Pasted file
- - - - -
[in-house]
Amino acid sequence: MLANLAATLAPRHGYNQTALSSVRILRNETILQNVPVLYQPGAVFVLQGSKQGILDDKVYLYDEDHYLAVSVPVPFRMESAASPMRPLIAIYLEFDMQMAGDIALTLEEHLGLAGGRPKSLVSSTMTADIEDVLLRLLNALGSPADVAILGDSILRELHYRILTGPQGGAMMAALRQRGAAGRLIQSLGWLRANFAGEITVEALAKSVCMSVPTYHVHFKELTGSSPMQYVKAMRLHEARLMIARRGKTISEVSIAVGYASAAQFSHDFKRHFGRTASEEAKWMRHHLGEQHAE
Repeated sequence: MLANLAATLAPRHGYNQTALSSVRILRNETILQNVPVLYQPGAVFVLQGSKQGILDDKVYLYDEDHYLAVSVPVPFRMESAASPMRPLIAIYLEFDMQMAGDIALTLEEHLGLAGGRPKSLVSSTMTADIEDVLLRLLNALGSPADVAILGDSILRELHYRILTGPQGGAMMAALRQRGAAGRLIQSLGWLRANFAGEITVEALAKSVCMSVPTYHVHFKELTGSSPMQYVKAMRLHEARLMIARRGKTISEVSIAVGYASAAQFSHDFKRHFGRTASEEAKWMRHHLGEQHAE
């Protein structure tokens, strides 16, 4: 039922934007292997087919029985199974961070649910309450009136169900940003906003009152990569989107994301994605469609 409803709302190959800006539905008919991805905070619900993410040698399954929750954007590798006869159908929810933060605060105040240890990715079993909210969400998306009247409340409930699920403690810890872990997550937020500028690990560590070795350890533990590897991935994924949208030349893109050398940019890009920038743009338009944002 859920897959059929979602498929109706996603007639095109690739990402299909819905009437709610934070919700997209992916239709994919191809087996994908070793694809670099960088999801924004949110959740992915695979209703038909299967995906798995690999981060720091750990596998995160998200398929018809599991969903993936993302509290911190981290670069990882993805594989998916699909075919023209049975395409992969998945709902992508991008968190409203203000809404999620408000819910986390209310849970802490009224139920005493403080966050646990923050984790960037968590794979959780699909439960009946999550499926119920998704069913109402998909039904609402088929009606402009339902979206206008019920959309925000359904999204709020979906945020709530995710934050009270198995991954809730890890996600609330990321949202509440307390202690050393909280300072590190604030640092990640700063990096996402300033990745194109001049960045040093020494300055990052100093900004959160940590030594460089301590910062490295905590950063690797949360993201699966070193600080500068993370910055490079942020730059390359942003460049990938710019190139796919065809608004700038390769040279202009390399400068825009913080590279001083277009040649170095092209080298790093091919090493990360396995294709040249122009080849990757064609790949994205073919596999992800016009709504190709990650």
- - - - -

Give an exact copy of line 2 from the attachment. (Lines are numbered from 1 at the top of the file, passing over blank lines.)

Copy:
Amino acid sequence: MLANLAATLAPRHGYNQTALSSVRILRNETILQNVPVLYQPGAVFVLQGSKQGILDDKVYLYDEDHYLAVSVPVPFRMESAASPMRPLIAIYLEFDMQMAGDIALTLEEHLGLAGGRPKSLVSSTMTADIEDVLLRLLNALGSPADVAILGDSILRELHYRILTGPQGGAMMAALRQRGAAGRLIQSLGWLRANFAGEITVEALAKSVCMSVPTYHVHFKELTGSSPMQYVKAMRLHEARLMIARRGKTISEVSIAVGYASAAQFSHDFKRHFGRTASEEAKWMRHHLGEQHAE